In Defense of the Brussels Sprout

You don't need to eat them with bacon--though they're good with that, too: This leafy vegetable is just as delicious steamed or roasted, sliced up, and added to a salad of sturdy greens.


Brussels sprouts with bacon is hardly a new idea, but the combination has taken off lately. The pair has become a menu meme, a darling of online recipe searches and food television programming. Given the recent spike in all-things bacon, I suppose this was inevitable. But the pairing has gotten popular enough to necessitate a reminder that it's possible to eat Brussels sprouts without bacon as well. Those green brassica balls go effortlessly and deliciously, for example, in that most vegetarian of dishes: the leafy salad.

Of course, one need not choose between pork belly and raw greens. The two have shared many a plate, and it probably won't be long until bacon grease vinaigrette becomes the next "it" salad dressing. However you like to prepare your sprouts, the fundamentals are the same. And the foundation of most successful Brussels sprout dishes is that the sprouts are cut in half.

Cutting Brussels sprouts in half multiplies the ratio of surface area to volume, which is key when it comes to holding sauce. The many layers of tightly wrapped leaves exposed by a halved Brussels sprout can hold a surprising amount of flavoring. This is crucial, because Brussels sprouts have a strong flavor of their own, and the more sauce you can balance against it the better. You can cut beyond half if you wish, but it isn't necessary. If you're going to chop them finely you might as well use cabbage.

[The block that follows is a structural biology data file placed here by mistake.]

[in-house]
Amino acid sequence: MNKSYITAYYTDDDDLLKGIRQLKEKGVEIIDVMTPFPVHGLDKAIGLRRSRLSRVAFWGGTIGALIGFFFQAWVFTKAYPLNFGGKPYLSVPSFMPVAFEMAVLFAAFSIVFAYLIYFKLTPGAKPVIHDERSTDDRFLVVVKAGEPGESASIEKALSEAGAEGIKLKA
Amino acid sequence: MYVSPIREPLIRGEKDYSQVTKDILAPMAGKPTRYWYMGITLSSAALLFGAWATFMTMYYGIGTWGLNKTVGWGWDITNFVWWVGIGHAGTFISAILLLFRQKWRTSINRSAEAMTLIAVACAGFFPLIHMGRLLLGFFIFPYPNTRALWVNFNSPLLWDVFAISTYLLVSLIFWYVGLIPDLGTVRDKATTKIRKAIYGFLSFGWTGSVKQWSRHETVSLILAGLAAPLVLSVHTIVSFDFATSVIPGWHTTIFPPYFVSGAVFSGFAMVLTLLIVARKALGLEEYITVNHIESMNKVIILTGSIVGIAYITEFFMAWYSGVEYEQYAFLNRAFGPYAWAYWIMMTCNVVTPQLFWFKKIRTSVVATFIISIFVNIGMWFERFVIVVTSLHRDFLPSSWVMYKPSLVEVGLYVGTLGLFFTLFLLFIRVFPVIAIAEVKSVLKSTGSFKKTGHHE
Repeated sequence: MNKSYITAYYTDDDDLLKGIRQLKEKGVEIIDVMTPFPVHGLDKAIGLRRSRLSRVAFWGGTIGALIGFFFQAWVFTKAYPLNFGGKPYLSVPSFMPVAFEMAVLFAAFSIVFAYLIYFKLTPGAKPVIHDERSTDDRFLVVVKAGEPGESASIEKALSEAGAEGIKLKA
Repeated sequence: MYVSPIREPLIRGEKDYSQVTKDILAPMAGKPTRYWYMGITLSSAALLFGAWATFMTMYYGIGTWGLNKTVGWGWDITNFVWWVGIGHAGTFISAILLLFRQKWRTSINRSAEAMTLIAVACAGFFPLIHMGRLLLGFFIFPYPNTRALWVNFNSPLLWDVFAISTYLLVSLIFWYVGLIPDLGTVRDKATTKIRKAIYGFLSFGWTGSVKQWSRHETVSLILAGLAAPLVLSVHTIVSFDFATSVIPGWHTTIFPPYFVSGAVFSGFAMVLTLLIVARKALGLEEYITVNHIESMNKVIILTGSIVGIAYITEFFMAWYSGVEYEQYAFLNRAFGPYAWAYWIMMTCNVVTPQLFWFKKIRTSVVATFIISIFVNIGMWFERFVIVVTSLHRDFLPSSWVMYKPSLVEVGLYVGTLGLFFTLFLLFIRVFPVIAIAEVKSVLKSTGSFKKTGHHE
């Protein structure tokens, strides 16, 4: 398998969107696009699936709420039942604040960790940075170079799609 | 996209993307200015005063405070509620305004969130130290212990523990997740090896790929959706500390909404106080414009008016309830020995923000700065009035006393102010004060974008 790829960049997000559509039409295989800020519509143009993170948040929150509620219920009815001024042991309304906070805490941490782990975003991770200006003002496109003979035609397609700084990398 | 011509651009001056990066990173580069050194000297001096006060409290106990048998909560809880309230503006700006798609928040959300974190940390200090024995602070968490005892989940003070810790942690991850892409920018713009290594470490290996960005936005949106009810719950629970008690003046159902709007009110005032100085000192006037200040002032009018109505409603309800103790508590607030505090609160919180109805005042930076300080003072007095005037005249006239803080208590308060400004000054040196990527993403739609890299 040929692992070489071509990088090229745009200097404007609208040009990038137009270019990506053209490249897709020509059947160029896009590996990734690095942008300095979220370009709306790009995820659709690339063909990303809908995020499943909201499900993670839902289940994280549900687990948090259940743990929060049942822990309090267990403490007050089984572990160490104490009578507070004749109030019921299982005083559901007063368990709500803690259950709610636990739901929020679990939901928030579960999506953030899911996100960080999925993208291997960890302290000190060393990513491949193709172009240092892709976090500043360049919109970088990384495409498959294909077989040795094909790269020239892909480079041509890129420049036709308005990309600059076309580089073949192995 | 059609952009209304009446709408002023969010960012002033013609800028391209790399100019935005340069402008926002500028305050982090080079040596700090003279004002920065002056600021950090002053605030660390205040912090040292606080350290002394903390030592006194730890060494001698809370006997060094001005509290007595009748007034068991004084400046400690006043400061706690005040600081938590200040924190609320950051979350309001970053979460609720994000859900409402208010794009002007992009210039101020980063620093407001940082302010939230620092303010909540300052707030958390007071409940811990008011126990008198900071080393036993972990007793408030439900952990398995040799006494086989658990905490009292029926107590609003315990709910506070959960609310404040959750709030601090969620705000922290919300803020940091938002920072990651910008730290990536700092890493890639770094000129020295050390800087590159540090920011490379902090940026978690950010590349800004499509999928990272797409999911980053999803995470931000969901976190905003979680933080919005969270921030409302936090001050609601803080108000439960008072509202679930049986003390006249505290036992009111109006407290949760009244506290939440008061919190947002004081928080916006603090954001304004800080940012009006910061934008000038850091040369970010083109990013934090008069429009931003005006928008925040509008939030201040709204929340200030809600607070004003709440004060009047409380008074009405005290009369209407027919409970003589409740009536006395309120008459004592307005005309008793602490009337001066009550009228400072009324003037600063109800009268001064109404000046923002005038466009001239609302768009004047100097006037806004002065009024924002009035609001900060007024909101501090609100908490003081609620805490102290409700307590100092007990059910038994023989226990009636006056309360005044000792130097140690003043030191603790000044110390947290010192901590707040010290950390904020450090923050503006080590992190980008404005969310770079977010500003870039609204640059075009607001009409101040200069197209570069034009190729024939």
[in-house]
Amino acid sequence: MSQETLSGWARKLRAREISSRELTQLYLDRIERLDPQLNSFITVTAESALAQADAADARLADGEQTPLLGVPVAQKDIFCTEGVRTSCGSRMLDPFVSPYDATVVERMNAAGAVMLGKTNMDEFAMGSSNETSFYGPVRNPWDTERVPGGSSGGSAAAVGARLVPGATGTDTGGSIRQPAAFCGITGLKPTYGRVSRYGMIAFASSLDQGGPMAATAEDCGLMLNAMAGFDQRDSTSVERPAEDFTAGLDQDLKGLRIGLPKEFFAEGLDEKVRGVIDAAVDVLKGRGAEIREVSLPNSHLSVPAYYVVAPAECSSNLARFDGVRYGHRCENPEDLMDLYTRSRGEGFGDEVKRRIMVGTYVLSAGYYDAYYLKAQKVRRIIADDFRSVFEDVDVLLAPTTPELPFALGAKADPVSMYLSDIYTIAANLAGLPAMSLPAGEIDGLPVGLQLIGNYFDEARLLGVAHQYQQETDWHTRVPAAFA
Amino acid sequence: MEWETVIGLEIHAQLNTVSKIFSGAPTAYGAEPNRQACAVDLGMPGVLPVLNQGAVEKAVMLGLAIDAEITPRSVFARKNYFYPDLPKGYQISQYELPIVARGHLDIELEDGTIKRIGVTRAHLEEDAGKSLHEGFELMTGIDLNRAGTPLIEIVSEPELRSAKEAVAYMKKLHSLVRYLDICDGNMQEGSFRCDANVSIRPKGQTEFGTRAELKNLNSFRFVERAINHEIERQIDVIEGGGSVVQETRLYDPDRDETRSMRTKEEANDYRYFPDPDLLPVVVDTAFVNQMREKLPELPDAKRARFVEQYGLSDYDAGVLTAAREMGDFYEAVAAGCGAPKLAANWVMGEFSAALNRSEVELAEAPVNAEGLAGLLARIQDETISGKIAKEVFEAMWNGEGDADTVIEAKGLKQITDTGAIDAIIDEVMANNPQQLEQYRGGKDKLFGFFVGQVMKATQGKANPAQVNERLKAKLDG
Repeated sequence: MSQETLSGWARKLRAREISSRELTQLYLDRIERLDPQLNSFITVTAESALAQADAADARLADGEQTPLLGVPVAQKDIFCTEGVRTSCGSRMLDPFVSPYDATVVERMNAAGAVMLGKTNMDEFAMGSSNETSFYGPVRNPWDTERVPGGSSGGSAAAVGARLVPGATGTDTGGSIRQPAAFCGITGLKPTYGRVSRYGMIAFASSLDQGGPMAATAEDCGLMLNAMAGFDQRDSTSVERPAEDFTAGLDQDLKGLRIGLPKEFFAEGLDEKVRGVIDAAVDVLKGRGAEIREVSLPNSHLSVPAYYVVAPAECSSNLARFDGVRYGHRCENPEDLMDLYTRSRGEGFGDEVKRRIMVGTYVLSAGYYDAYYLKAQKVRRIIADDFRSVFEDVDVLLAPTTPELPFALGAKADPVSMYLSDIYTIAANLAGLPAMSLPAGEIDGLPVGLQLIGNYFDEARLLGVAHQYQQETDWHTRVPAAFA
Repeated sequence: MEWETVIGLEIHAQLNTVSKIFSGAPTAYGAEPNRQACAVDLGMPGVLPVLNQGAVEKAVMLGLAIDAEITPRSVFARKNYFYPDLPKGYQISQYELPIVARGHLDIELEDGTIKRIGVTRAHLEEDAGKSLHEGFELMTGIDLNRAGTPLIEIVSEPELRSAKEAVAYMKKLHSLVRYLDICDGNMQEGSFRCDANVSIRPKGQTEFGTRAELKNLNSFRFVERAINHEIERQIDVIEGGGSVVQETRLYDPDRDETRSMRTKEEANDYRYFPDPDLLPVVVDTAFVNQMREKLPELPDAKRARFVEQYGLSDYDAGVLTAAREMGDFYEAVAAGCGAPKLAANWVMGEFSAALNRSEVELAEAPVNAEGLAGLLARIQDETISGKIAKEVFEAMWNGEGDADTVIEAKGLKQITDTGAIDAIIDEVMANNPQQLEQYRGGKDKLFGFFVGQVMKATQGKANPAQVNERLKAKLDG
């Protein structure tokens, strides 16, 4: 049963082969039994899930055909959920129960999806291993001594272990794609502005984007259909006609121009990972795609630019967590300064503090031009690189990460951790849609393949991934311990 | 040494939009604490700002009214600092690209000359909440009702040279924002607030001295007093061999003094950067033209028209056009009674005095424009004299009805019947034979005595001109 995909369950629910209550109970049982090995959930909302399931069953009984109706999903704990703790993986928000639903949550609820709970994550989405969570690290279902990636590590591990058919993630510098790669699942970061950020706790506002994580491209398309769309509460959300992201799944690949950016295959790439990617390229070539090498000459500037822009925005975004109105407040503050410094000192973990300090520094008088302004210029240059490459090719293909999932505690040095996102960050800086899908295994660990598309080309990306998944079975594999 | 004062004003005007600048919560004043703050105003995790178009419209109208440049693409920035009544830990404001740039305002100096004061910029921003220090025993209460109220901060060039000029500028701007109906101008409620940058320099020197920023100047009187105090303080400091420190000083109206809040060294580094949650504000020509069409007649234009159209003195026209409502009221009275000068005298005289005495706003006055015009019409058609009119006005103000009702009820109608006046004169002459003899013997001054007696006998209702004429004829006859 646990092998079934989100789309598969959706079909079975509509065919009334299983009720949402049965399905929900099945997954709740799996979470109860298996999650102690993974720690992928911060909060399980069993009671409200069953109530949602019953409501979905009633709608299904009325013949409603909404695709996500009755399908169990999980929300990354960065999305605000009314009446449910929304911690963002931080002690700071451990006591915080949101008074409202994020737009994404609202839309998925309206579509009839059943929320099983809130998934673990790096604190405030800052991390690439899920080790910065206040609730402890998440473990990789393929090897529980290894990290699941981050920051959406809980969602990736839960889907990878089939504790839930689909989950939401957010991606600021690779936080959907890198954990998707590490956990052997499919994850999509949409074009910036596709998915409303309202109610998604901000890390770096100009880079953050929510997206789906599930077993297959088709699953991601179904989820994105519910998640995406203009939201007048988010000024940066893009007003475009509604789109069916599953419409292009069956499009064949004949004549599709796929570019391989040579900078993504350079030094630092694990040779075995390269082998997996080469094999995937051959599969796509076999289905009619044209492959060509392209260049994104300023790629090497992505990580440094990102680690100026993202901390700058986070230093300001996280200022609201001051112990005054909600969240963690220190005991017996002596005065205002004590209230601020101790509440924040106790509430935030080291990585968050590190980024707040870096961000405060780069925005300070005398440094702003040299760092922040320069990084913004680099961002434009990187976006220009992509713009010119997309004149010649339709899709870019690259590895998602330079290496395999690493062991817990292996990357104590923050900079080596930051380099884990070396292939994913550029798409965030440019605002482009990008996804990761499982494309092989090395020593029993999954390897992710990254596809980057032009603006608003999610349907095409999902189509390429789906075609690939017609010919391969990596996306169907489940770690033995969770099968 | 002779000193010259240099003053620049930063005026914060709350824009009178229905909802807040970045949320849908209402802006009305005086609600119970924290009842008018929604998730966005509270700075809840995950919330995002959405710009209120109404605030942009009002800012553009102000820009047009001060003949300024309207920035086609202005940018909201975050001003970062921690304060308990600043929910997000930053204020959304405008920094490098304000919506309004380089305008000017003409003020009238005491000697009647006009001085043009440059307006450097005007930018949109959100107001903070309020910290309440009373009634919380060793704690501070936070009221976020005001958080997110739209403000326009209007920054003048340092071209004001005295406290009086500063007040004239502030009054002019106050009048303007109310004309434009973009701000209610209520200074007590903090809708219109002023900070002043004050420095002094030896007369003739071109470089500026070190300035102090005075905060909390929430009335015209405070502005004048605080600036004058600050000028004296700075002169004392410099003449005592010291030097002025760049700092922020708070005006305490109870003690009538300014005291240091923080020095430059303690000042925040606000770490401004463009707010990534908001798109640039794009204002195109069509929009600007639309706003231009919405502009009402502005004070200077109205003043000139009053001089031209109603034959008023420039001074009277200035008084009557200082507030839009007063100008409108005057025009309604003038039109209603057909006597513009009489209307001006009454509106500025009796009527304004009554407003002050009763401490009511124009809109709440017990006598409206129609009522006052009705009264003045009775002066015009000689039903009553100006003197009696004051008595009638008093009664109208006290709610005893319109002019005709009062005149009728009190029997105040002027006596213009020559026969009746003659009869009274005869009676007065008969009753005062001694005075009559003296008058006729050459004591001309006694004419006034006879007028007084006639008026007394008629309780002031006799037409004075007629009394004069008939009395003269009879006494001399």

However great they are to eat, growing Brussels sprouts is a grind. They take a long time to mature, and don't produce much poundage per plant.

If the sprout is not sliced at least once, the ratio of surface area to volume is not at all conducive to holding sauce. Additionally, the leaves form an almost impermeable barrier that repels sauce or dressing like water off a freshly waxed car. The sauce has no access to the sphere's inner folds, and can only wait helplessly on the sidelines while a flavor foul is committed in your mouth. Unless, of course, you like the taste of full-on, unadulterated Brussels sprouts. But raw sprouts are too strong for most palates, so they generally need to be cooked before you toss them in a greasy pan or a salad bowl.

My two favorite ways of cooking Brussels sprouts are roasting and steaming. Roasting gives them a weathered taste and feel. The dry heat cultivates extra flavor as the outer leaves develop a brown crisp. Steaming sprouts preserves a certain clean, bright innocence in them, the better to deflower with bacon grease; ranch dressing; or a light mix of olive oil, salt, and vinegar.

However great they are to eat, growing Brussels sprouts is a grind. They take a long time to mature, and don't produce much poundage per plant. That's why they're expensive, and why each sprout should be groomed like the treasure it is. Trim the cut end at the bottom of each sprout to create a new, non-browned end, and pull off the outer leaf or two if they're yellow, dirty, shriveled, or otherwise tainted. What remains are densely-packed layers of green and pre-green yellow.

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Ari LeVaux writes Flash in the Pan, a syndicated weekly food column that has appeared in more than 50 newspapers in 21 states. Learn more at

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